Again on March 20, 2018, the Fairfax County (Virginia) Board of Supervisors unanimously approved a project by private redeveloper Renaissance Centro to replace a three-story office building built in the late 1980s with a 20-story condominium high rise in Reston, Virginia.
The project will include 150 residential units, including 24 for-sale, workforce housing units and 24 bonus units, built on top of an underground parking garage.
Speaking of Fairfax County, I (Storm) should point out that this new wave of redevelopers includes public players, too.
Fast-growing Fairfax County has been running out of space to build new schools. Recognizing that office buildings are often in easily-accessible locations, they have been converting some of their vacant commercial properties into public schools and county offices. They’ve also made changes to their policies that make it easier for private redevelopers to repurpose office space for non-commercial uses.
Despite its wealth, Fairfax County has been over-built commercially: it’s grappling with over 18 million square feet in empty office space. In response, the county recently approved changes to their land use plan to more easily allow these vacant buildings to be turned into other uses, such as apartments, schools, co-working spaces or food incubators.
The Board of Supervisors signed-off on the change during its December 5, 2017 meeting. The action allows these offices to be turned into other uses without requiring a site-specific change to the land use plan. To be eligible, buildings must be in areas planned for mixed use or industrial development, like Tysons, Dulles and Merrifield, and they need to meet specific guidelines to ensure the new uses fit in with the surrounding development.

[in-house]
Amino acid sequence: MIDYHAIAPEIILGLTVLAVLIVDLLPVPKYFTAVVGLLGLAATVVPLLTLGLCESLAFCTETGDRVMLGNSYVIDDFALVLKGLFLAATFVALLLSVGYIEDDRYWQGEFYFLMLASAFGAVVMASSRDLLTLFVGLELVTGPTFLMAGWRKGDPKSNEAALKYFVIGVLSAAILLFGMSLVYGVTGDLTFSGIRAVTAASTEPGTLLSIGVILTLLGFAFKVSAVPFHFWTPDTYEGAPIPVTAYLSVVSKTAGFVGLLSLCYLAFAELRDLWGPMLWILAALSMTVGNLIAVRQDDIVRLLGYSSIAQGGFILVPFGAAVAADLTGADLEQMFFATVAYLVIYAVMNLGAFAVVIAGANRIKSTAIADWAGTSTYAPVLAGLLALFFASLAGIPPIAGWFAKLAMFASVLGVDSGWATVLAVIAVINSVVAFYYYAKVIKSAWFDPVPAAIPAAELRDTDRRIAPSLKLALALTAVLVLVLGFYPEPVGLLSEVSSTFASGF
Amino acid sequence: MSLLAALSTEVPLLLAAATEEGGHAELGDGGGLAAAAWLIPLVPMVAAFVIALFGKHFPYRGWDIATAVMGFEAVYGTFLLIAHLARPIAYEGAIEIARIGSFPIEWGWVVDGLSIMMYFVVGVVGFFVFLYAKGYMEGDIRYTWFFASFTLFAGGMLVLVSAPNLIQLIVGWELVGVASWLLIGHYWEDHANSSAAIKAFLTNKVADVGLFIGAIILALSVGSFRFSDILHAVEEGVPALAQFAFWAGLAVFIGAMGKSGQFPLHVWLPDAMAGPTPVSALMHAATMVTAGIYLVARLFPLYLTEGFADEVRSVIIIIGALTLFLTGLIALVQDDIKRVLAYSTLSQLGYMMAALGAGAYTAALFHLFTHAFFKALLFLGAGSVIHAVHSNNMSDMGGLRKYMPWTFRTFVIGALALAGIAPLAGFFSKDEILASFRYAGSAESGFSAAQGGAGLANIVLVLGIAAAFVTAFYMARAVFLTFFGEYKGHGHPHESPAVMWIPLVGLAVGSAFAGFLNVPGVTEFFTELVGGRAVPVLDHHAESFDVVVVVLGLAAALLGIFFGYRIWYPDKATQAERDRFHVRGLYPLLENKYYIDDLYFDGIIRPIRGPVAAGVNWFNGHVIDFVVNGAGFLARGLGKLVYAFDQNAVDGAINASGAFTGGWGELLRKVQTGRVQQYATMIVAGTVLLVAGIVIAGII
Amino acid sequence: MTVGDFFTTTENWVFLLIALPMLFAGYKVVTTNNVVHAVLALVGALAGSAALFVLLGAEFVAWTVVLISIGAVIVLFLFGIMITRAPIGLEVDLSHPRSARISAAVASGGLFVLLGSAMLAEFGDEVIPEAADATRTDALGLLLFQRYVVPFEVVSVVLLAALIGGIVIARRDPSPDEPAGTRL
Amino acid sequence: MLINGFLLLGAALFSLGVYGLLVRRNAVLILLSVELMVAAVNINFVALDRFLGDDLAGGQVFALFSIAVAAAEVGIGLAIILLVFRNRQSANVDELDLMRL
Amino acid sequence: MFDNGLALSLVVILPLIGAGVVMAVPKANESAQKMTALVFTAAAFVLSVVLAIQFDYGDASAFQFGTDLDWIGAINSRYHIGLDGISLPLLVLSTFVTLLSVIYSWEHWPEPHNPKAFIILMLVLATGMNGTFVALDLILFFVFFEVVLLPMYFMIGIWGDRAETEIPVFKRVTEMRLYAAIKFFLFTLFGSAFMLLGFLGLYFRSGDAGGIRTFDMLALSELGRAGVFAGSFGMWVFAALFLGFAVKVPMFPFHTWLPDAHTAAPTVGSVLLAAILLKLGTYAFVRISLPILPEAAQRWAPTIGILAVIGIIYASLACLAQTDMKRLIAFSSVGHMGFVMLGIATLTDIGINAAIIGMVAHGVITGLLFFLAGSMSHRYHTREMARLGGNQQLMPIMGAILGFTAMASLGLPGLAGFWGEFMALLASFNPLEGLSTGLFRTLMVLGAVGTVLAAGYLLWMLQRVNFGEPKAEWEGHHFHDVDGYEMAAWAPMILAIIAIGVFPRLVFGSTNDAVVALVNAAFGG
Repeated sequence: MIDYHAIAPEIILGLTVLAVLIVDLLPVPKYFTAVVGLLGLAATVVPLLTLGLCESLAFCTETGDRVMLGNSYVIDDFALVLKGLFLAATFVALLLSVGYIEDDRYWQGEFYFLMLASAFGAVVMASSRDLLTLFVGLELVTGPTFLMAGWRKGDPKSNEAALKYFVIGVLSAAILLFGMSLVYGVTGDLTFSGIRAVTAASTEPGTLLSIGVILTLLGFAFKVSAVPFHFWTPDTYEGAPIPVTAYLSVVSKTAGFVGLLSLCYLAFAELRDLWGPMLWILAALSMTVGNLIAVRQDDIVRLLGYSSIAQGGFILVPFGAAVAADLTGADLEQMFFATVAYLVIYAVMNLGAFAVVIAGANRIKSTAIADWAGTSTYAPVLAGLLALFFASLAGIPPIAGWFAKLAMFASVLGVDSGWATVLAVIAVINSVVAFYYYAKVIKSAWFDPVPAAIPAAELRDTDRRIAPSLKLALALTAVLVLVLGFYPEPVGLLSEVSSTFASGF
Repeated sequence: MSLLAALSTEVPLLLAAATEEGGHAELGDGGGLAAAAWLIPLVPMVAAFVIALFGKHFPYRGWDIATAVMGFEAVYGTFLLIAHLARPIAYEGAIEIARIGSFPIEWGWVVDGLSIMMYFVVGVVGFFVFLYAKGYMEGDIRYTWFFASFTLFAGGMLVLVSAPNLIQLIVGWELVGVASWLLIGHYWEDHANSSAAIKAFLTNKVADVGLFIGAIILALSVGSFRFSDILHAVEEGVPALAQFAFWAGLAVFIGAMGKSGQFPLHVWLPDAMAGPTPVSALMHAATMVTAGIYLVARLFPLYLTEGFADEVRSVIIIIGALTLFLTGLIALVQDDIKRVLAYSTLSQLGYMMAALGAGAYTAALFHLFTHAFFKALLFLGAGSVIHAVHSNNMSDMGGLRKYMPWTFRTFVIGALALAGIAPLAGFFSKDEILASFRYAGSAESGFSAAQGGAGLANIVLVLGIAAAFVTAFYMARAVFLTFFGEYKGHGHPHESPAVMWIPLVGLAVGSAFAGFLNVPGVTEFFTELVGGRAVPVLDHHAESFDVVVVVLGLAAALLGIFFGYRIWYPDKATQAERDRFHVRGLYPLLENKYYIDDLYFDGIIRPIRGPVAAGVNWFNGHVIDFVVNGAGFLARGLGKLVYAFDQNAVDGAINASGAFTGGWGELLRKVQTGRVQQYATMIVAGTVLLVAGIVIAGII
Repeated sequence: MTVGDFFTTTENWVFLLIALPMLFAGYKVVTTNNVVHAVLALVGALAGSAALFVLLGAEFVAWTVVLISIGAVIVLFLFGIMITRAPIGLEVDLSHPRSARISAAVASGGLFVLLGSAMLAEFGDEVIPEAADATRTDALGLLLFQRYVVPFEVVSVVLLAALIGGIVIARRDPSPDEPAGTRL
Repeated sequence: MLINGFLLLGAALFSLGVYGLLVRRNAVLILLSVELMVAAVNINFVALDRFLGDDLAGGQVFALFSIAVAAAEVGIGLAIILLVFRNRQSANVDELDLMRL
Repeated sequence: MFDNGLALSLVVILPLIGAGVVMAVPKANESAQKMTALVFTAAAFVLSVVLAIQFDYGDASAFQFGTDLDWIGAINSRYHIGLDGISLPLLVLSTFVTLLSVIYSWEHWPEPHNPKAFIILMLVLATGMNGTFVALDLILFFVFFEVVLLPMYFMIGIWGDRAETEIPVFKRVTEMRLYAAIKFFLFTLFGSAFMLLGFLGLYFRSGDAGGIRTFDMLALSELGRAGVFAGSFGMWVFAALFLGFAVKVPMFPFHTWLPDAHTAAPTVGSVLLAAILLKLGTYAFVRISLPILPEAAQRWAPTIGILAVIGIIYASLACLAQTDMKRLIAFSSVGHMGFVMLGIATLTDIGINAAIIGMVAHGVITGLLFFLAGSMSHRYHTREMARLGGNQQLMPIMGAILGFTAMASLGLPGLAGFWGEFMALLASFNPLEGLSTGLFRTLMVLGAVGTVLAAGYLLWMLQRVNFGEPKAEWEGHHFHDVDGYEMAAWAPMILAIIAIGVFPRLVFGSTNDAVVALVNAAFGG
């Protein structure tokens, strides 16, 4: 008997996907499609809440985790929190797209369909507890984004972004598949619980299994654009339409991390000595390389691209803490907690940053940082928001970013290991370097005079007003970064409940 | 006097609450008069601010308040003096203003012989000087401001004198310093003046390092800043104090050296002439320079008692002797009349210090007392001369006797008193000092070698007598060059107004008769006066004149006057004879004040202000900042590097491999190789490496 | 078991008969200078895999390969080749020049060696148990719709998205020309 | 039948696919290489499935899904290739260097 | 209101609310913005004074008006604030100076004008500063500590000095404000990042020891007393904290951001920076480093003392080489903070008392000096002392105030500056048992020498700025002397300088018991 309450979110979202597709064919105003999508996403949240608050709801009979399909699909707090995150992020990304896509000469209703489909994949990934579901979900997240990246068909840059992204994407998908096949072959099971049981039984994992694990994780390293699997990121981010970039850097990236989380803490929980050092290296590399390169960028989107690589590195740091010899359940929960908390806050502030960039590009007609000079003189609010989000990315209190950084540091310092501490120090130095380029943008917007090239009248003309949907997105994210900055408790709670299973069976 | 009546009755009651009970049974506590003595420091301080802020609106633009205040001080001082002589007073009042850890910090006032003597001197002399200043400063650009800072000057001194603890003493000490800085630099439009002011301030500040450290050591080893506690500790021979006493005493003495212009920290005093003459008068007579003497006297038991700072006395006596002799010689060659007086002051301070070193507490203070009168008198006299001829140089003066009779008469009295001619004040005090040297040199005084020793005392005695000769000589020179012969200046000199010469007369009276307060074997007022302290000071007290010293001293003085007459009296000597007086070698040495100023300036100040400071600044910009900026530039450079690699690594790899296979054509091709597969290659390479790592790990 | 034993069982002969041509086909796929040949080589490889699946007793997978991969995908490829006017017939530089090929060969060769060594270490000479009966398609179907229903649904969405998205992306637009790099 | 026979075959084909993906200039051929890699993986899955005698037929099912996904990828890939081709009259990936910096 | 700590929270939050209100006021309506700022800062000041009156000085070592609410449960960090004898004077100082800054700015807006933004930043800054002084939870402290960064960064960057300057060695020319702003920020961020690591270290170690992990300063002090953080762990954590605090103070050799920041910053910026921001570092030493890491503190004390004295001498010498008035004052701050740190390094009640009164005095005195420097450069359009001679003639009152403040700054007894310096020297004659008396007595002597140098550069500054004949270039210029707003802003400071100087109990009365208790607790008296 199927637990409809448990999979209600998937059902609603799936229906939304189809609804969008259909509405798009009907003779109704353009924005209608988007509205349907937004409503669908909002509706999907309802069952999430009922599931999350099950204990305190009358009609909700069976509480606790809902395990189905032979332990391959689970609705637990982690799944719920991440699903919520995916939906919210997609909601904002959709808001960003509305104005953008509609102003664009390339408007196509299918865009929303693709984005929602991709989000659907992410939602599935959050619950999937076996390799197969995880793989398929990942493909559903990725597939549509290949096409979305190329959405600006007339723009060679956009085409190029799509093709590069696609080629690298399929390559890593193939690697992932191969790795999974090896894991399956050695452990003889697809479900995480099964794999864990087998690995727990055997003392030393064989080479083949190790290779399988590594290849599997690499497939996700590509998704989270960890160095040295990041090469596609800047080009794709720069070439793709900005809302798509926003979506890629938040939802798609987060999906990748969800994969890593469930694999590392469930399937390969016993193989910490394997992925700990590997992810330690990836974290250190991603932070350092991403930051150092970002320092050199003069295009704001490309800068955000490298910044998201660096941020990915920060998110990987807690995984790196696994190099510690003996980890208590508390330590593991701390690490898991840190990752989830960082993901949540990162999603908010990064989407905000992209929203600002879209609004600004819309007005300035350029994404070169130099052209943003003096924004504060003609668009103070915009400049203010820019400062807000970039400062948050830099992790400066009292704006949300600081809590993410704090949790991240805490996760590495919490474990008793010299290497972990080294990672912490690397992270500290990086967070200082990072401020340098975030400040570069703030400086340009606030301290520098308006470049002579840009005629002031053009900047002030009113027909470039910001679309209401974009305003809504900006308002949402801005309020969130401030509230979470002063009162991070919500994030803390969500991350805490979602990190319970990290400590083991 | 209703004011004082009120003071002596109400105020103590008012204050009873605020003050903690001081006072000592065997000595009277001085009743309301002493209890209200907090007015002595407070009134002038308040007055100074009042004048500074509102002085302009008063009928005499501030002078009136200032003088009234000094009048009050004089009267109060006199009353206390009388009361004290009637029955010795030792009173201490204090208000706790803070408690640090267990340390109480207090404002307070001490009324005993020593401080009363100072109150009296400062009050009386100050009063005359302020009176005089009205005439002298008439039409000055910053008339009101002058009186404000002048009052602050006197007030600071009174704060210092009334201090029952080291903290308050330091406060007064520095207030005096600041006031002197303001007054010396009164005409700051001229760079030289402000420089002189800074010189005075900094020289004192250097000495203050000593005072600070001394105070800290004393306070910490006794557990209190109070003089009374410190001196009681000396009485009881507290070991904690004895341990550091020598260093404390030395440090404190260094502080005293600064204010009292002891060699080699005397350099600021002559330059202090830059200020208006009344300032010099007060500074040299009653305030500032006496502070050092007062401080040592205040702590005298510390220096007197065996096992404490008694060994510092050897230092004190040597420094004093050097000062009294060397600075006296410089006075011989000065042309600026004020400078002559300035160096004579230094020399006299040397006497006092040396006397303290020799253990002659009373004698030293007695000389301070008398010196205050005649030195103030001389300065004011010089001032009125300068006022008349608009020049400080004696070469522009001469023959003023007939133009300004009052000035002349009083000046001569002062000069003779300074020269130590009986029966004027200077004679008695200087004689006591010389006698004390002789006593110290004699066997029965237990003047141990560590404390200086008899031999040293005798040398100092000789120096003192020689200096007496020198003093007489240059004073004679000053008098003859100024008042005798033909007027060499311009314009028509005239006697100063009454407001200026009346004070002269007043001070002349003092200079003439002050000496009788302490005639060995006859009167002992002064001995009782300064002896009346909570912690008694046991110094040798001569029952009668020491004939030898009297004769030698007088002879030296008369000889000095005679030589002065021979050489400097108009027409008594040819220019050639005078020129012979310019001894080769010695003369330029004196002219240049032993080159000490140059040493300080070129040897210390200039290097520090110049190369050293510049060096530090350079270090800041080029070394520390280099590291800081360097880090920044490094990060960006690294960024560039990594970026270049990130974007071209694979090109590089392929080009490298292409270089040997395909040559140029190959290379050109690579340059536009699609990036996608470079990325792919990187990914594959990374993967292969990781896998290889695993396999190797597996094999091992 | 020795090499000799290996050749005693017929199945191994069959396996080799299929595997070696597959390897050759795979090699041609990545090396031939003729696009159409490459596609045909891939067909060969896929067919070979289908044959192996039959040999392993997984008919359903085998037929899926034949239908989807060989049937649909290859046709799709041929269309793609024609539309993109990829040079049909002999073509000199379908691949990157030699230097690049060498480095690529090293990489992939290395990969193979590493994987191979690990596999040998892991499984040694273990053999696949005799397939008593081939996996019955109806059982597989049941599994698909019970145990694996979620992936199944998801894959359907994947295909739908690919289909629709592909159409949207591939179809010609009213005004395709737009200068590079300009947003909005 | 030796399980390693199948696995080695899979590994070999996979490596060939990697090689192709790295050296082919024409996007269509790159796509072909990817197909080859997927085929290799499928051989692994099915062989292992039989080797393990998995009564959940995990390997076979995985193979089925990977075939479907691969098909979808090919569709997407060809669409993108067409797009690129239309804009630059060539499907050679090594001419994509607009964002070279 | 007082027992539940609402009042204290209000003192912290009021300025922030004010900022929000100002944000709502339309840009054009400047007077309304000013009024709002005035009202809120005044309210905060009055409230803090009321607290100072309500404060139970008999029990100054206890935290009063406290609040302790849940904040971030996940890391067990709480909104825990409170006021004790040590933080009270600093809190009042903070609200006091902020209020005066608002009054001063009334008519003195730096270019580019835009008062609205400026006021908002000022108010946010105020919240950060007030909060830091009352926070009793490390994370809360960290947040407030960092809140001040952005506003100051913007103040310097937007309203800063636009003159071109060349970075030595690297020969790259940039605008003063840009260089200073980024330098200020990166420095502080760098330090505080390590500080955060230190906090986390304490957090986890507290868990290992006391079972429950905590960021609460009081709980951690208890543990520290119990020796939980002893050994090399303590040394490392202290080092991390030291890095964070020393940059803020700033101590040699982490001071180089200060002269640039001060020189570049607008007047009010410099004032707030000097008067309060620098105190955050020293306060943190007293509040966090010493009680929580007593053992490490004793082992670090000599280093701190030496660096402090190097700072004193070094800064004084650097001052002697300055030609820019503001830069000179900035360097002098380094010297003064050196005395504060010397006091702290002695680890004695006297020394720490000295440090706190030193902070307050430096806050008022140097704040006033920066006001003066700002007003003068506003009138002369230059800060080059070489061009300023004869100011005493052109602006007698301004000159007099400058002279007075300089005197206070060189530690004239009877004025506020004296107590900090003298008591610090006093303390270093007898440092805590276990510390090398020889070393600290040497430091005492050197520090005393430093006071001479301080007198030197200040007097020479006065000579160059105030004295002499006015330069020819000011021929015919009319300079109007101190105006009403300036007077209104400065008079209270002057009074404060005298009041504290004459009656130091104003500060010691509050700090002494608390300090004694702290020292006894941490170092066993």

Most buildings proposed to be repurposed will need rezoning approval by the board. This process incorporates opportunities for community input, including public hearings. County officials also retain the right to require a reuse project to go through a site-specific land use change.The new land use policy follows recommendations of a 2016 workgroup that studied how older, empty offices can be repurposed. The code change was inspired by their success in turning a vacant office building into the Bailey’s Upper Elementary School for the Arts and Sciences (exterior of school is pictured at top of page).
If more cities and counties were to follow Fairfax County’s lead, and redesign their local policies and zoning ordinances around the 3Re Strategy to encourage the repurposing, renewing, and reconnecting of their natural, built and socioeconomic assets, we would see an even faster blossoming of community revitalization.
Fairfax County might have been inspired by its neighbor, Arlington County (where I live). Back in July of 2014, the Arlington County Board approved a plan by the national real estate development firm Vornado to convert a vacant 1960s office building in Crystal City into innovative residential apartments that will offer shared amenities and a unique floor-by-floor “neighborhood” culture.